Seeing police across America escalate violence against protesters made me think of my service in Iraq. In retrospect, I both did and didn’t expect that we’d be treating Americans, and especially black Americans, like they were under occupation. The difference is that in the military, we had rules of engagement and training, even if they didn’t always succeed, to stop us from making an awful situation worse. The cops don’t seem to have that.
I joined the military in 1999. I was deployed to Balad, north of Baghdad, as the occupation of Iraq started to unravel in 2003 and 2004, the end of my Army tenure. I was scared every time I did a cordon-and search. But I received training—from basic training up through field exercises. To the small degree we did cordon-and-search in training, we were trained to exercise fire discipline, response discipline, and to observe the rules of engagement. There’s an Army value system that rewards restraint, that says, “This is the way we behave and we’ll punish transgressions.” It’s why so many veterans had such a negative reaction to Eddie Gallagher’s clemency.
A formative memory of mine is the Los Angeles uprising in 1992. As a person of color, I have had equivocal relations with the police. Whenever I have to deal with law enforcement, it’s drilled in me to be deferential and not give them any excuse. We all know that’s not always going to do the trick, and that goes to an unhealthy rot at the heart of policing. It’s a multifaceted problem, but cops are walking around like storm troopers, with an assumption that getting more weaponry will allow them to take on gang violence. Meanwhile, you’re looking at white civilians walking around with AR-15s, cosplaying as Call of Duty characters, and cops don’t stop them when they try to occupy statehouses.
When I saw the video of Minnesota police and National Guard shooting paint canisters into quiet houses on a residential street, it showed me a throughline in all these police reactions. No matter the department or the locality, there’s a total lack of discipline. I can empathize: Walking the beat can be very scary. So does feeling as though an attack is imminent. The timbre of the cop’s voice, growling “Get inside now!” shows a ton of terror that governs how you act and respond. It won’t be proportionate.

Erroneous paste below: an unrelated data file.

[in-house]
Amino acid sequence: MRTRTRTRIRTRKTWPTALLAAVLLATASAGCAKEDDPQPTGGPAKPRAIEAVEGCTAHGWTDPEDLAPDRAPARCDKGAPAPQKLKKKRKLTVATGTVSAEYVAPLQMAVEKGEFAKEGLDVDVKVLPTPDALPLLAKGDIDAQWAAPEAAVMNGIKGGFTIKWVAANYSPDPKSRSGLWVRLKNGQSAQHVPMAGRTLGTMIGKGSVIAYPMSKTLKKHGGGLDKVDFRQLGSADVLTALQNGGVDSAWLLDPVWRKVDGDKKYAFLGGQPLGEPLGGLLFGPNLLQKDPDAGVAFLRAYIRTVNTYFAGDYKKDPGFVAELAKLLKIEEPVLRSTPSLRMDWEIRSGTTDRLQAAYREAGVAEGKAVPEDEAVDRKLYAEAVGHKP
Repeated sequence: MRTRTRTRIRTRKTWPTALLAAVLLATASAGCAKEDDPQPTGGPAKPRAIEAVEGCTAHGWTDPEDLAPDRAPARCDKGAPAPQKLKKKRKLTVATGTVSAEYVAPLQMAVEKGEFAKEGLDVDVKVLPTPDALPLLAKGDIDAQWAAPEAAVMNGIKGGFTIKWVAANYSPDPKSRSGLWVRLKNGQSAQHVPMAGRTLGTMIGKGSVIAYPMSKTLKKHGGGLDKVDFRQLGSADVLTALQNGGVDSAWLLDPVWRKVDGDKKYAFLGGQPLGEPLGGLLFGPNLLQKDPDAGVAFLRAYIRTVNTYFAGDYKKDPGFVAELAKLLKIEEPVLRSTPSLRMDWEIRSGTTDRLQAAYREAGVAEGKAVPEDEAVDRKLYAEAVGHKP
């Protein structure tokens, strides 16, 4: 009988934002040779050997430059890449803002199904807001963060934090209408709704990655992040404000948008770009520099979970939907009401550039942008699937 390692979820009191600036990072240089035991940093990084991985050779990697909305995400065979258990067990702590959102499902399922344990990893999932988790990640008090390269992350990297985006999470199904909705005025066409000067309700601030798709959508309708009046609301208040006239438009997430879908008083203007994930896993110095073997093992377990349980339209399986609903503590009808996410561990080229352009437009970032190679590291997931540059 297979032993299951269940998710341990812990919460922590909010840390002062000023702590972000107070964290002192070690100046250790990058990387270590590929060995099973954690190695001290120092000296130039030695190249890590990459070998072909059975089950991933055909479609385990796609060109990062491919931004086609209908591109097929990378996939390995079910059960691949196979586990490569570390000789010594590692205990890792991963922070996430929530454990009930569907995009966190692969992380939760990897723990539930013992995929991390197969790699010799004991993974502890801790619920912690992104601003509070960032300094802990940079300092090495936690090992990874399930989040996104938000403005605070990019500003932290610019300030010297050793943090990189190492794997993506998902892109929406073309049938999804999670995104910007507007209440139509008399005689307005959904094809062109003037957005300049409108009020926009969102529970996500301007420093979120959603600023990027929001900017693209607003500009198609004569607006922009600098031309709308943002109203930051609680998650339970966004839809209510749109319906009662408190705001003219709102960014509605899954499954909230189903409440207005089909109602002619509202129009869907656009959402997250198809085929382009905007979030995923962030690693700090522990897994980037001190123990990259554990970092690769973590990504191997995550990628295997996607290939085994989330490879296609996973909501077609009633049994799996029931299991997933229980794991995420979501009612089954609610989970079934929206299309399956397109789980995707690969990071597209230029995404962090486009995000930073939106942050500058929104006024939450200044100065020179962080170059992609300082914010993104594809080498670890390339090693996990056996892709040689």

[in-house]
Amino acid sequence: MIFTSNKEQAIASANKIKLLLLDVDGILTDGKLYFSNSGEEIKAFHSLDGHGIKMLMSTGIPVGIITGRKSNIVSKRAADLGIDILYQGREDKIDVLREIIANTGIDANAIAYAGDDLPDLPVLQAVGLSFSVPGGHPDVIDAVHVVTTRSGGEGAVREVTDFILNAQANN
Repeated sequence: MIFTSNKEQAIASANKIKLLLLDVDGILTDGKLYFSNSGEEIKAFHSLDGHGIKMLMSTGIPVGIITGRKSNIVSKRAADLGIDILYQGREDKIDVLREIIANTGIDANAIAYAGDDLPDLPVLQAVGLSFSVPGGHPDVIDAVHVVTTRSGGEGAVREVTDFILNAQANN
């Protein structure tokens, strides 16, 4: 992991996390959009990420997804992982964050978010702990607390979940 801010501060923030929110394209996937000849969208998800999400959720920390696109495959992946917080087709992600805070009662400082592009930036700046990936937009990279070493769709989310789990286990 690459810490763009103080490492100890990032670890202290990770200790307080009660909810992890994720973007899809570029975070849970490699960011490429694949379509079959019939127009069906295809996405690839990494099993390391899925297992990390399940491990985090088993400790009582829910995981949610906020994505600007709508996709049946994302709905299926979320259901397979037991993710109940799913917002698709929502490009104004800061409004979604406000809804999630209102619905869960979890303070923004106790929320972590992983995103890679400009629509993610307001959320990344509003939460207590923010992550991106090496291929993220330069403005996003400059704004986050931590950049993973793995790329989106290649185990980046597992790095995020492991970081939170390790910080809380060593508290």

The scared people on their porch put me in mind of what Iraqi, and surely Afghan, civilians must have felt every single time we kicked down the door searching for a high- or even low-value target. To the degree all these police departments have rules of engagements, they’ve been thrown out the window.
A lot of people will point out exceptions, where the cops are communing with the crowd. Those are exceptions that prove the rule, because we see all these other police officers acting in such an undisciplined manner.
It’s important not to whitewash the Iraqi occupation or pretend like what the cops are doing is categorically different. It’s easy for people like me to say, “We wouldn’t have done it like this.” But our presence in Iraq, or for that matter Afghanistan, is itself an act of violence—imperial violence.
There was dehumanization in the occupation. People would call Iraqis hajjis, ragheads, and worse. As a sergeant, I was tasked with keeping up our discipline and our standards. I went out of my way to make sure my men treated Iraqis like human beings. Someone in my unit was from Tennessee, so I would ask how he would feel if an Iraqi guy came kicking in doors in Nashville at 3 a.m.
But to be honest, basic training is a project of dehumanization, because that’s how you get to the point psychologically of being able to pull the trigger. And you see it with police—whether it’s Punisher logos on their cars or the rise of the “warrior cop” mentality or trying to be tactically cool. Vet-bro culture feeds into that in an inflammatory way, valorizing Spartans and all this nonsense. And it’s connected to structural racism. Consider the legacy of policing, in the 19th century, that was connected to the Fugitive Slave militias.
There’s a rot at the heart of policing. We’ve forgotten what it means to protect, to de-escalate a situation, to preserve the peace as opposed to inflicting violence. I saw the absolutely incredible statement by the NYPD commissioner. It was laser-focused on the safety of his officers as opposed to the safety of the public. But when you choose to be a police officer, you accept risk. I don’t mean to minimize the dangers police face, but it reminded me of when generals would focus on force protection—keeping us safe, as opposed to keeping the Iraqis safe. If it’s overriding your mission to serve and protect—the key word is “serve”—you need to find another line of business.
We’re dealing with a very human situation. It’s difficult to accept that your organization might be at fault if you yourself feel like you’re one of the good guys. And we all like to think of ourselves as the good guys. It's tough for cops to take a step back and say, “My actions are leading to an escalation.” There’s rationalization. Overcoming it takes leadership. It’s been really disheartening to see the absolute lack of leadership from putatively liberal, putatively progressive leaders in helping to de-escalate the situation, whether it’s Bill de Blasio in New York or Eric Garcetti in Los Angeles.
It’s extremely dangerous for American citizens to feel that they’re under occupation. Then you’re talking about a crisis of democratic legitimacy. That is profoundly corrosive. I think that’s really at the heart of much of what’s happening here. We’ve got way more than 103,000 dead in this pandemic and probably way more than 40 million unemployed. The American people don’t feel like their government institutions are at all responsive to their most basic needs and desires—bottom of the Maslow Pyramid stuff like feeling safe and protected. And the summer hasn’t even started yet.
Transcribed and edited by Spencer Ackerman.